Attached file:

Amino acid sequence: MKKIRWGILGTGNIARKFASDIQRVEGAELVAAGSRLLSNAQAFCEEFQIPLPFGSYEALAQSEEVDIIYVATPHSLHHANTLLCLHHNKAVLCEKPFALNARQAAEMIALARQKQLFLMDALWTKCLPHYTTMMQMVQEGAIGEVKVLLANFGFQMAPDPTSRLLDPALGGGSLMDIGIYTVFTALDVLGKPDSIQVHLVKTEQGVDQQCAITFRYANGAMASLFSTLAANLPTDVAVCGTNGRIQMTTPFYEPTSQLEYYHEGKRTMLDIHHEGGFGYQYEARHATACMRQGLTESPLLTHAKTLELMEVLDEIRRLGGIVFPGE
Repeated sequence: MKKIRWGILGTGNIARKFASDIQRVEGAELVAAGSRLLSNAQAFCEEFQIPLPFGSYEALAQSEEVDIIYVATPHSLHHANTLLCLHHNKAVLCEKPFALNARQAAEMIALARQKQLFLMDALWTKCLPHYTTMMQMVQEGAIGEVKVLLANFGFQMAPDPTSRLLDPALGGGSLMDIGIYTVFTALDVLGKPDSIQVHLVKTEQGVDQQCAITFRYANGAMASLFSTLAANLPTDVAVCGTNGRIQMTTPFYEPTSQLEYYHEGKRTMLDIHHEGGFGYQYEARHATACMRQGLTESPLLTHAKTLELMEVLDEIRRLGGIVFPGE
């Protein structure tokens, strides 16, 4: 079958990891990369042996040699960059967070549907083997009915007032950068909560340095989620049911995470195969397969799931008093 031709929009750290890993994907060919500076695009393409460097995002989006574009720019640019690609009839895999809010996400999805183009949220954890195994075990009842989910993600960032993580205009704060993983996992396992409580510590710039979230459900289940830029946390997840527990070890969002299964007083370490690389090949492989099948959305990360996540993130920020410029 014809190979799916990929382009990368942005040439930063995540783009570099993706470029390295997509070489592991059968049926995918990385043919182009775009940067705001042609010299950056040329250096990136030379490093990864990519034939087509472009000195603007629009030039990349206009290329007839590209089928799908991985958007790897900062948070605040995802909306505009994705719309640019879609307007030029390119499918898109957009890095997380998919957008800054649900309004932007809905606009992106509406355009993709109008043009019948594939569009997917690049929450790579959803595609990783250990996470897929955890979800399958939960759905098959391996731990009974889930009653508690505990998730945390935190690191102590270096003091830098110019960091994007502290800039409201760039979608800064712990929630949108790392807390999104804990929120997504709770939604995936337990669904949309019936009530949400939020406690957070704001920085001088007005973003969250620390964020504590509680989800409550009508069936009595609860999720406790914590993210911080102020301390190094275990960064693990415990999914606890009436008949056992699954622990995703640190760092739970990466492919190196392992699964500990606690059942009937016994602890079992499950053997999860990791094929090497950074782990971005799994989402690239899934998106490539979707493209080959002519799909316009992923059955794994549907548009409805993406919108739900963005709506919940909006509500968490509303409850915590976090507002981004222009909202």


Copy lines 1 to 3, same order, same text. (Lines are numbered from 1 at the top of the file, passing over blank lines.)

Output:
Amino acid sequence: MKKIRWGILGTGNIARKFASDIQRVEGAELVAAGSRLLSNAQAFCEEFQIPLPFGSYEALAQSEEVDIIYVATPHSLHHANTLLCLHHNKAVLCEKPFALNARQAAEMIALARQKQLFLMDALWTKCLPHYTTMMQMVQEGAIGEVKVLLANFGFQMAPDPTSRLLDPALGGGSLMDIGIYTVFTALDVLGKPDSIQVHLVKTEQGVDQQCAITFRYANGAMASLFSTLAANLPTDVAVCGTNGRIQMTTPFYEPTSQLEYYHEGKRTMLDIHHEGGFGYQYEARHATACMRQGLTESPLLTHAKTLELMEVLDEIRRLGGIVFPGE
Repeated sequence: MKKIRWGILGTGNIARKFASDIQRVEGAELVAAGSRLLSNAQAFCEEFQIPLPFGSYEALAQSEEVDIIYVATPHSLHHANTLLCLHHNKAVLCEKPFALNARQAAEMIALARQKQLFLMDALWTKCLPHYTTMMQMVQEGAIGEVKVLLANFGFQMAPDPTSRLLDPALGGGSLMDIGIYTVFTALDVLGKPDSIQVHLVKTEQGVDQQCAITFRYANGAMASLFSTLAANLPTDVAVCGTNGRIQMTTPFYEPTSQLEYYHEGKRTMLDIHHEGGFGYQYEARHATACMRQGLTESPLLTHAKTLELMEVLDEIRRLGGIVFPGE
């Protein structure tokens, strides 16, 4: 079958990891990369042996040699960059967070549907083997009915007032950068909560340095989620049911995470195969397969799931008093 031709929009750290890993994907060919500076695009393409460097995002989006574009720019640019690609009839895999809010996400999805183009949220954890195994075990009842989910993600960032993580205009704060993983996992396992409580510590710039979230459900289940830029946390997840527990070890969002299964007083370490690389090949492989099948959305990360996540993130920020410029 014809190979799916990929382009990368942005040439930063995540783009570099993706470029390295997509070489592991059968049926995918990385043919182009775009940067705001042609010299950056040329250096990136030379490093990864990519034939087509472009000195603007629009030039990349206009290329007839590209089928799908991985958007790897900062948070605040995802909306505009994705719309640019879609307007030029390119499918898109957009890095997380998919957008800054649900309004932007809905606009992106509406355009993709109008043009019948594939569009997917690049929450790579959803595609990783250990996470897929955890979800399958939960759905098959391996731990009974889930009653508690505990998730945390935190690191102590270096003091830098110019960091994007502290800039409201760039979608800064712990929630949108790392807390999104804990929120997504709770939604995936337990669904949309019936009530949400939020406690957070704001920085001088007005973003969250620390964020504590509680989800409550009508069936009595609860999720406790914590993210911080102020301390190094275990960064693990415990999914606890009436008949056992699954622990995703640190760092739970990466492919190196392992699964500990606690059942009937016994602890079992499950053997999860990791094929090497950074782990971005799994989402690239899934998106490539979707493209080959002519799909316009992923059955794994549907548009409805993406919108739900963005709506919940909006509500968490509303409850915590976090507002981004222009909202």